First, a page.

The last time Shoshana Whitehead owned a home, she wasn't old enough to drink. But these days, she's knee-deep in adult-life fixings. Besides managing her career as a behavioral health worker and other day-to-day responsibilities, she and partner Liz Ahumada care for Whitehead's bedridden mother, Carmelita, who lives with them in Glendale.
So when Rod Pappas, owner of Phoenix landscaping company Xeriscapes, knocked on their door in late March and offered to overhaul their bare front yard off 80th and Glendale avenues for an episode of PBS's Ask This Old House, they were on board.
"We were excited," Whitehead says, adding that this comes at a perfect time, since she and her mom will soon purchase the home.
Things sprouted about a month ago, when Ask This Old House landed on xeriscaping, a landscaping style requiring little to no irrigation, as a topic for an episode in its 16th season. The show's producers looked to the Valley for pros well-versed in drought-resistant landscaping, and they found Pappas. He, in turn, helped them scout a suitable home to demonstrate xeriscaping.
"When I was contacted by the producers of This Old House, I was asked if I had a landscape job using indigenous plants that they could film," Pappas says.
There wasn't an existing job that fit the bill, so Pappas looked at this home at the suggestion of a friend. He and the producers agreed this was the right location.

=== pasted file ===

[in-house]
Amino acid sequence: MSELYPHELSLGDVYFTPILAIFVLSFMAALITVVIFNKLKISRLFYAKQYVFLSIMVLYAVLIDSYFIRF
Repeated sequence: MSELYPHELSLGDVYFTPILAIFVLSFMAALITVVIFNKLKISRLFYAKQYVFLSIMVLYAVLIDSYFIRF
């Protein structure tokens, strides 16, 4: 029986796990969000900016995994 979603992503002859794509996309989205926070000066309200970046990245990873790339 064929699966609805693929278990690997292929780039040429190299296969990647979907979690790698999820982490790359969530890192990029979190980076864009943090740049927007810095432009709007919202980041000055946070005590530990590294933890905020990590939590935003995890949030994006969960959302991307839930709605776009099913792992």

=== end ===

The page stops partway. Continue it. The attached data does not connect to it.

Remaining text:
"The fact this home had basically no landscaping other than one shrub made it a great candidate for a Sonoran desert design," Pappas says. "We had a blank slate to work with, which helped us reduce the time in the demolition phase."
Before the production crew arrived, Pappas' crew sprayed the weeds and grass and prepared the irrigation plumbing. He also obtained
Bright and early on Wednesday, April 12, the local landscaping company and Ask This Old House crews arrived. That morning, Whitehead woke up at 4:30 a.m. to care for her mother, and then pitched in to install granite pebbles, plants, trees, mounds, granite rocks, and a wheelchair-accessible walkway.
"Heavy work has never bothered me, but the retakes were hard," she says with a smile.
Whitehead wasn't alone, however. The show's landscape designer, Jenn Nawanda, along with Pappas and his work crew, helped out. The two landscape designers also collaborated on the design. Their goal was to create a climate-appropriate front yard that would utilize xeriscaping's water-preserving principles, as well as allow Whitehead's mother to be transported to and from the house on a gurney with ease.
"Then there's the approach and arrival,"
The filming took 12 hours, and Whitehead says it paid off.
"It's beautiful. I did not expect it to look like it does," Whitehead says. "This was an amazing team."
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The crew filmed two other episodes of Ask This Old House while they were in the Phoenix area. One will feature the installation of an alternative to water softeners in a Scottsdale home, and another focuses on Zero Mass Water, a Scottsdale startup that creates drinking water from thin air.
“It’s embarrassing to say that it’s been almost 10 years since our last visit to Phoenix, though it seems that there is no shortage of good home improvement stories to tell here,” says senior producer Heath Racela. “We’ve found exciting plumbing, landscaping, and high-tech stories that all have a local angle but we hope will also be of interest to our national audience.”
These three episodes of Ask This Old House will air on PBS during the show's 16th season slated to start in October.
Correction: A previous version of this article referred to This Old House instead of Ask This Old House.